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This is the second of two articles on conservation efforts at Sabah''s

Tun Sakaran Marine Park

SEMPORNA, Dec 23 (Bernama) -- The Giant Clam Culture Centre on Buhey

Dulang Island plays a vital role in conserving the marine ecosystem at the Tun

Sakaran Marine Park off the coast of Semporna, Sabah.

The centre, the first of its kind under Sabah Parks, conducts research and

cultures giant clams with seeds supplied to the local community to help

them reduce their over-reliance on natural marine resources.

The centre, established in 2006 under the Semporna Islands Darwin Project,

is the result of cooperation between Sabah Parks and the Marine Conservation

Society-United Kingdom.

Sabah Parks'' Marine Research Officer Nasrulhakim Maidin noted that the

culture centre serves as an attraction where outsiders can learn more about the


"Giant clam culture is important because their numbers have

depleted from over-harvesting around the waters of Semporna," he told

Bernama during a visit to Buhey Dulang Island of the coast of Semporna.

The giant clam is a mollusc in the Bivalvia class that thrives in

Indo-Pacific waters.

There are seven species of giant clams in Malaysian Waters, and some can

grow up to 60cm in length.

According to Nasrul, giant clams not only thrive on plankton but also

produce their own nutrients through photosynthesis, with the help of the algae.

"The giant clam plays an important role in the marine ecosystem as it

filters the water," he said.


So how to culture the giant clams? First, the giant clam brood stock is

selected and its size is recorded for future reference.

Then the clam shell is cleaned with a nylon brush and numbered

for future reference. The seeding is done by injecting diluted serotonin, a

hormone, to stimulate spawning.

Within minutes, the giant clam stock reacts and produces eggs and sperm that

are collected in big plastic bags to fertilize in a few days.

Six months after hatching, the seed is released into the sea within the reef

area, initially in cages to protect them from predators.

The seeds that hatch at the centre are mostly relocated near Ribbon Reef, an

area within the national park allocated for education on marine life.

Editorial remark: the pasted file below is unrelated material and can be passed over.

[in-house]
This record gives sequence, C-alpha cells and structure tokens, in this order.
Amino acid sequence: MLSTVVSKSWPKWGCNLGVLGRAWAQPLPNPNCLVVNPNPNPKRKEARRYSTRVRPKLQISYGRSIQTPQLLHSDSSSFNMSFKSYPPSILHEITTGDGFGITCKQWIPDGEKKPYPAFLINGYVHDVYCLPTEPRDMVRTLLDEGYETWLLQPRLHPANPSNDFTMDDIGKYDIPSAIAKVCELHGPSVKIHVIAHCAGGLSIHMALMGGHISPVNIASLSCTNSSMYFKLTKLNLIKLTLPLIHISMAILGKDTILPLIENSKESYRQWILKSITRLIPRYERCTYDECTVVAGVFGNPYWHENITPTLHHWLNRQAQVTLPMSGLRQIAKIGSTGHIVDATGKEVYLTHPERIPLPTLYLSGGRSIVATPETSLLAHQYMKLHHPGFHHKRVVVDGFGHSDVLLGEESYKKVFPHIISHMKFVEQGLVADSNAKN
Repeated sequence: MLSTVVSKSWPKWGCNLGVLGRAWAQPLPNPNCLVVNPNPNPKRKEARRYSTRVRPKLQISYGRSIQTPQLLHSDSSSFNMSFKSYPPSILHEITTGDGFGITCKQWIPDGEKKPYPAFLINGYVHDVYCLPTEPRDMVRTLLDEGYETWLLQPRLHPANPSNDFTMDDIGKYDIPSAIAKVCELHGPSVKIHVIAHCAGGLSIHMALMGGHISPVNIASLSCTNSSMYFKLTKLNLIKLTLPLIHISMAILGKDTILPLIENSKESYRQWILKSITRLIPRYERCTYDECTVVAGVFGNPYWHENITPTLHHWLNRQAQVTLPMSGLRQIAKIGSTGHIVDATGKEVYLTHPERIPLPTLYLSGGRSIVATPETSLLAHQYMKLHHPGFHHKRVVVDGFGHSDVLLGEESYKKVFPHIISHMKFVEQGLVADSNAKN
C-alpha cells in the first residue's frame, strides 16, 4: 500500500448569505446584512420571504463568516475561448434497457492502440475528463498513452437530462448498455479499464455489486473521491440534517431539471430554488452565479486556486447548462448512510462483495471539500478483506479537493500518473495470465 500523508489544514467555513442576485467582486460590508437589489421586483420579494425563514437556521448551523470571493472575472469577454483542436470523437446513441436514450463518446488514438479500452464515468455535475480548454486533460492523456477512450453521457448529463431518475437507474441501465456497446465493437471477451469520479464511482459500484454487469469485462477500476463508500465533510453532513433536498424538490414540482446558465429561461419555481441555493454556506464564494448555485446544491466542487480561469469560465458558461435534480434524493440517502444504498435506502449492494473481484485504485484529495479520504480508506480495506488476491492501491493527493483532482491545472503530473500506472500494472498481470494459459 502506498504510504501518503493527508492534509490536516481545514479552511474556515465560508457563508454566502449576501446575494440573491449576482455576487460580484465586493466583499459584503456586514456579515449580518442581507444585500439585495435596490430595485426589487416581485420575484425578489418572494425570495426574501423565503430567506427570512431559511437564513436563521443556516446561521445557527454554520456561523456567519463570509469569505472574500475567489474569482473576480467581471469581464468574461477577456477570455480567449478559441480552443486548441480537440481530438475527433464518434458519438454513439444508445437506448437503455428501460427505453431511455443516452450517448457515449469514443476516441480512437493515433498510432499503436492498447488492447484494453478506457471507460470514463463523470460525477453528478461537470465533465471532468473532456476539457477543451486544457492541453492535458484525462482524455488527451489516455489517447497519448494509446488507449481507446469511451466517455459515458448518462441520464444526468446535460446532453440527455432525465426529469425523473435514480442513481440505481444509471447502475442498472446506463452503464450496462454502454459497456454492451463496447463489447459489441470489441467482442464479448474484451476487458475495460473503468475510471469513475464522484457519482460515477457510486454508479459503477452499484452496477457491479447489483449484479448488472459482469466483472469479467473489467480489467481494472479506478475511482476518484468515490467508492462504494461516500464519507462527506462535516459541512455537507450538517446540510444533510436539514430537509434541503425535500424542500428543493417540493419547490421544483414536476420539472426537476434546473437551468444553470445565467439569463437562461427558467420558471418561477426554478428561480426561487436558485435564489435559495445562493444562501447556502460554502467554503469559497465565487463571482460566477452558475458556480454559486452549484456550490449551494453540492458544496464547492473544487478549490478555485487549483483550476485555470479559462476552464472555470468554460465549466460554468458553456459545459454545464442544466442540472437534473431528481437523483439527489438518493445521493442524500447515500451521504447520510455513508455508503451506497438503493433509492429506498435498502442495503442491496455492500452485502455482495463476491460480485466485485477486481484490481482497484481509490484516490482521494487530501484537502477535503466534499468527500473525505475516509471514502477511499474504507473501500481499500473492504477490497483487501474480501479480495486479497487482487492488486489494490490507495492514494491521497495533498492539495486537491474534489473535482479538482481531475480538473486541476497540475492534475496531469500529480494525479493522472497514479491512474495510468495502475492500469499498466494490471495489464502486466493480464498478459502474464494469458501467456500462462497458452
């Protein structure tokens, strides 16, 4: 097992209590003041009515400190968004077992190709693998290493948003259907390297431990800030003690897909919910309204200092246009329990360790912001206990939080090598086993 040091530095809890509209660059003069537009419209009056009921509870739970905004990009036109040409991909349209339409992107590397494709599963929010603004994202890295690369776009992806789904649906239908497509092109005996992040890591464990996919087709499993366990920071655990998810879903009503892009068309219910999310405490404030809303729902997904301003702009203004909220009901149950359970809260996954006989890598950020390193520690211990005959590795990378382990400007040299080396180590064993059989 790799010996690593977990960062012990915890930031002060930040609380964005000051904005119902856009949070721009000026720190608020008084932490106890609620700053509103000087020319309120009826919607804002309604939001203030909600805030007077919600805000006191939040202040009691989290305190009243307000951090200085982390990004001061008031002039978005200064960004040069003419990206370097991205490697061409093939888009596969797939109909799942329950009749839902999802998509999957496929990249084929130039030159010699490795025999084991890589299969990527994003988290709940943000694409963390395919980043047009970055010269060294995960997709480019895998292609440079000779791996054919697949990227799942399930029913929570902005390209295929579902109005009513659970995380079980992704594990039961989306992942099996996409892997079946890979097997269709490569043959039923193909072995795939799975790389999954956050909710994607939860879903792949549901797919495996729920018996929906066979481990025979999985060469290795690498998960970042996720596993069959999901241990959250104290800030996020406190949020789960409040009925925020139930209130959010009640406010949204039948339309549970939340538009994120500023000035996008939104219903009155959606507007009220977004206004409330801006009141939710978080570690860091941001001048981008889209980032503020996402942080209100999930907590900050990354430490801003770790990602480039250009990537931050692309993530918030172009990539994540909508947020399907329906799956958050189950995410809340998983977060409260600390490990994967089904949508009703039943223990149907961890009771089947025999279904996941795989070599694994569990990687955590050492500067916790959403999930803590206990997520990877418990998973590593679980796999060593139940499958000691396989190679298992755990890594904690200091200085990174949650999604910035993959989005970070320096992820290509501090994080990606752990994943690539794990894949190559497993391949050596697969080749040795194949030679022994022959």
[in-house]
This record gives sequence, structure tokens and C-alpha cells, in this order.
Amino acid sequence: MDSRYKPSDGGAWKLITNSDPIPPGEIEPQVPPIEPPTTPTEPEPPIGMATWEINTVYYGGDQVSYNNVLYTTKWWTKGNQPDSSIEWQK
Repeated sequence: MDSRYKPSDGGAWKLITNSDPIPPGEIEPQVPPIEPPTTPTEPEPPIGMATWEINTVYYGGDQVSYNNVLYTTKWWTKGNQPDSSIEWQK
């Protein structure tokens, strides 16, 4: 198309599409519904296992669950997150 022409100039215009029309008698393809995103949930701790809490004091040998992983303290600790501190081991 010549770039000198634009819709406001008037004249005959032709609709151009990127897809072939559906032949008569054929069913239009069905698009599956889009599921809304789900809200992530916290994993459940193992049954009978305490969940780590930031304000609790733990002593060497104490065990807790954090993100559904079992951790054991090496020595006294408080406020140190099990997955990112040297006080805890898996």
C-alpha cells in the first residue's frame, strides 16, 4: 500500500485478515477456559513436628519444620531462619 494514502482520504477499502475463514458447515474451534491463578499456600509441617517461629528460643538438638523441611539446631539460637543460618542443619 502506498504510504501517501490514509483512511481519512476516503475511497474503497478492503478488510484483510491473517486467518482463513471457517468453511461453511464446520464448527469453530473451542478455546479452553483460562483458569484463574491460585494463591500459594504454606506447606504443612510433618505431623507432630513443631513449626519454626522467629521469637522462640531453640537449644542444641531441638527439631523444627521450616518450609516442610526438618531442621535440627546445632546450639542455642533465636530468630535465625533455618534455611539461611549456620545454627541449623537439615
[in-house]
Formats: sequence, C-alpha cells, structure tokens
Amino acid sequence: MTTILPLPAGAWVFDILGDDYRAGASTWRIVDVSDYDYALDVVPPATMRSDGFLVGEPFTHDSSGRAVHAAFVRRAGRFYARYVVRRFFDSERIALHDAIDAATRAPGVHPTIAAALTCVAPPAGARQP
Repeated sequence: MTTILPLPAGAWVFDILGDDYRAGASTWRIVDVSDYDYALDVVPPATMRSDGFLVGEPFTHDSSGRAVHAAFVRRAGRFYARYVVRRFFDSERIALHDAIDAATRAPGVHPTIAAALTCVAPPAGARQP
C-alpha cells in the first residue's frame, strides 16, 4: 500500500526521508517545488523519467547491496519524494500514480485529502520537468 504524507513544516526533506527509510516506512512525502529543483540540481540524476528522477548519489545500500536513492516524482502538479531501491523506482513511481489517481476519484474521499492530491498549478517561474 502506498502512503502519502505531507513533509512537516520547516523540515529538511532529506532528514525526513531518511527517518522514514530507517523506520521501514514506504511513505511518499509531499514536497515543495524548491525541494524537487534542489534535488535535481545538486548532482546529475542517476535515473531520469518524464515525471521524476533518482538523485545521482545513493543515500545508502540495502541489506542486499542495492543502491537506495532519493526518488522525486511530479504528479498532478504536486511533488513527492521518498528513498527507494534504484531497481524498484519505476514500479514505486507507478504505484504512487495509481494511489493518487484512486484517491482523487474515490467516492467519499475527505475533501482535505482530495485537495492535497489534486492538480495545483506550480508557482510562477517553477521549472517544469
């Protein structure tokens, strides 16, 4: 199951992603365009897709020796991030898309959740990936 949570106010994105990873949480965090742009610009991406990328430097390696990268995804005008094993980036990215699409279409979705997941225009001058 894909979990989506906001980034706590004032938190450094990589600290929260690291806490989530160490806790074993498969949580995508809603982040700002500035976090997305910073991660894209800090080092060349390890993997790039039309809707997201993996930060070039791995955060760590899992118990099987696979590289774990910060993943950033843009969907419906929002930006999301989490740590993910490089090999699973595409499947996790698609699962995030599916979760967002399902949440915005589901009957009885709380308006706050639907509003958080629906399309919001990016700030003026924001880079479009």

In the long term, said Nasrul, there were plans to commercialise the giant

clams for ornamental purposes as well.

Even now, many parties have indicated their interest in buying giant

clams but locals are being given priority to sell them.

"We give the seeds to the locals, who will breed them for one or two months

before they are ready for sale or export," he said.


Elvin Michael Bavoh, a marine officer at Tun Sakaran Marine Park''s first

research and culture centre, noted that so far about 2000 seeds have been

relocated to the surrounding areas.

Another 1,000 seeds are waiting to be relocated from the centre.

He pointed out that the effort to culture giant calms in concentrated on

two species -- tridacna gaigas and tridacna derasa -- which are fast diminishing

in the waters of Semporna.

Currently only the tridacna derasa is being cultured with the brood stock

from the waters of Semporna, while preparations are being made to culture

the tridacna gaigas with brood stock from the Philippines.

Breeding the giant clams is no easy job, calling for close monitoring,

because giant clams are easy prey to natural predators and humans.

In August, several of sea nomads known as Palauh, living around the

waters of Semporna, were seen picking relocated giant clams not far from

Buhey Dulang island, but they were stopped in time by park workers.

Preventing these giant clams from being stolen is a serious challenge for

employees at the centre, and the park relies on cooperation from

the islanders in conserving both the clams and, in the bigger picture, the

marine heritage at Tun Sakaran Marine Park.



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